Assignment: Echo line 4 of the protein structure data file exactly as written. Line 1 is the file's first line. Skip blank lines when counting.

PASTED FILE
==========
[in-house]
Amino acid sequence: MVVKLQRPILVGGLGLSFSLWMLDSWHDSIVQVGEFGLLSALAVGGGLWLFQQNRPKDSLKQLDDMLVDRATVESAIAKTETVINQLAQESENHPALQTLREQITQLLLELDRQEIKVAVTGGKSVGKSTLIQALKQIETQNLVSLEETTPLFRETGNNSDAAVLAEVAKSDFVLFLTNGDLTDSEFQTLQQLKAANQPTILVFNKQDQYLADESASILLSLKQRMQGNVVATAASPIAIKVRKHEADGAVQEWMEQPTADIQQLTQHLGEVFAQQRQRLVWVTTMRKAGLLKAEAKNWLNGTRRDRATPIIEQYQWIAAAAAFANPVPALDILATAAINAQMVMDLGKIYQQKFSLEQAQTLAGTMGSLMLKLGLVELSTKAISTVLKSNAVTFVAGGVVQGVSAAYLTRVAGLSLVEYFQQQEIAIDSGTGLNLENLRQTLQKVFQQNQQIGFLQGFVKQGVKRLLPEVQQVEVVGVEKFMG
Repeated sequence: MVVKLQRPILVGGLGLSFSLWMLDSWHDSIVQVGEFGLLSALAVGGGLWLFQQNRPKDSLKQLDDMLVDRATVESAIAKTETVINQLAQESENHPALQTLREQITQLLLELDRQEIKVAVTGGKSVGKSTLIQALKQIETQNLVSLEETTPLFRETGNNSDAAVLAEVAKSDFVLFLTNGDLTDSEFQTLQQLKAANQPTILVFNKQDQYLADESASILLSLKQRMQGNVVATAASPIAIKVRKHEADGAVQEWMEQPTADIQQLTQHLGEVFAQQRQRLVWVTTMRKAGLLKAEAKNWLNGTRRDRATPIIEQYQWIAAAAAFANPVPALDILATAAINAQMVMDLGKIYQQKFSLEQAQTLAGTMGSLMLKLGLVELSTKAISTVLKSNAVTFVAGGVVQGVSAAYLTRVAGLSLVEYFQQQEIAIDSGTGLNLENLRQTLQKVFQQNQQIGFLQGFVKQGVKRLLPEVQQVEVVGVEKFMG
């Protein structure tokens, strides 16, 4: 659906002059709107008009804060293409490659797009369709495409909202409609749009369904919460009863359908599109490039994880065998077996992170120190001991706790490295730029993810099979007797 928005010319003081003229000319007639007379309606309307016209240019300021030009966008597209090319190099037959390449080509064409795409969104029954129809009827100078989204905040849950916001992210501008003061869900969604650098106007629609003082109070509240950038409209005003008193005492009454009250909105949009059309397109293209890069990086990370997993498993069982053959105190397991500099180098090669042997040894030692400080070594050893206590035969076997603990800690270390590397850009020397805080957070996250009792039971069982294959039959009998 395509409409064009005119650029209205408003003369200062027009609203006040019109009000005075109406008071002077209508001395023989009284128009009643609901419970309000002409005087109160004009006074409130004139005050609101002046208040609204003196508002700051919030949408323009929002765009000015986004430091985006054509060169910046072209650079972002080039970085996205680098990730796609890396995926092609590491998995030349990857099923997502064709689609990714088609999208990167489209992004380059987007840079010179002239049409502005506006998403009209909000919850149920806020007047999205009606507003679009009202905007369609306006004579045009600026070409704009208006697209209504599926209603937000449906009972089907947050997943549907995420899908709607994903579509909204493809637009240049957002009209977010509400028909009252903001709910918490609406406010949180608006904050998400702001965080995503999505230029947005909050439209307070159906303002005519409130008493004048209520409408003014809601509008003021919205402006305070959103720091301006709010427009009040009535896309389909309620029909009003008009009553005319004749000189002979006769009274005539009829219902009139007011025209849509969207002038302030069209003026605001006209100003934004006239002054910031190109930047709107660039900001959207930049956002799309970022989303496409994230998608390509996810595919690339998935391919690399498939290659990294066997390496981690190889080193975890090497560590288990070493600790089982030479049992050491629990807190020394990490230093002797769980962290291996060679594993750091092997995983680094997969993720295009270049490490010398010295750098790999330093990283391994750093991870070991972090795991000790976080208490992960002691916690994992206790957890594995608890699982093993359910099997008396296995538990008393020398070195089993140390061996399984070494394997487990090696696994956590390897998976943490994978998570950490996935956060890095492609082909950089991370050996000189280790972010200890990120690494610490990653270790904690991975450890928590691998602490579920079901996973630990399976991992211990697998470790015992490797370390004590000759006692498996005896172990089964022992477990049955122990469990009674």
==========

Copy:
């Protein structure tokens, strides 16, 4: 659906002059709107008009804060293409490659797009369709495409909202409609749009369904919460009863359908599109490039994880065998077996992170120190001991706790490295730029993810099979007797 928005010319003081003229000319007639007379309606309307016209240019300021030009966008597209090319190099037959390449080509064409795409969104029954129809009827100078989204905040849950916001992210501008003061869900969604650098106007629609003082109070509240950038409209005003008193005492009454009250909105949009059309397109293209890069990086990370997993498993069982053959105190397991500099180098090669042997040894030692400080070594050893206590035969076997603990800690270390590397850009020397805080957070996250009792039971069982294959039959009998 395509409409064009005119650029209205408003003369200062027009609203006040019109009000005075109406008071002077209508001395023989009284128009009643609901419970309000002409005087109160004009006074409130004139005050609101002046208040609204003196508002700051919030949408323009929002765009000015986004430091985006054509060169910046072209650079972002080039970085996205680098990730796609890396995926092609590491998995030349990857099923997502064709689609990714088609999208990167489209992004380059987007840079010179002239049409502005506006998403009209909000919850149920806020007047999205009606507003679009009202905007369609306006004579045009600026070409704009208006697209209504599926209603937000449906009972089907947050997943549907995420899908709607994903579509909204493809637009240049957002009209977010509400028909009252903001709910918490609406406010949180608006904050998400702001965080995503999505230029947005909050439209307070159906303002005519409130008493004048209520409408003014809601509008003021919205402006305070959103720091301006709010427009009040009535896309389909309620029909009003008009009553005319004749000189002979006769009274005539009829219902009139007011025209849509969207002038302030069209003026605001006209100003934004006239002054910031190109930047709107660039900001959207930049956002799309970022989303496409994230998608390509996810595919690339998935391919690399498939290659990294066997390496981690190889080193975890090497560590288990070493600790089982030479049992050491629990807190020394990490230093002797769980962290291996060679594993750091092997995983680094997969993720295009270049490490010398010295750098790999330093990283391994750093991870070991972090795991000790976080208490992960002691916690994992206790957890594995608890699982093993359910099997008396296995538990008393020398070195089993140390061996399984070494394997487990090696696994956590390897998976943490994978998570950490996935956060890095492609082909950089991370050996000189280790972010200890990120690494610490990653270790904690991975450890928590691998602490579920079901996973630990399976991992211990697998470790015992490797370390004590000759006692498996005896172990089964022992477990049955122990469990009674």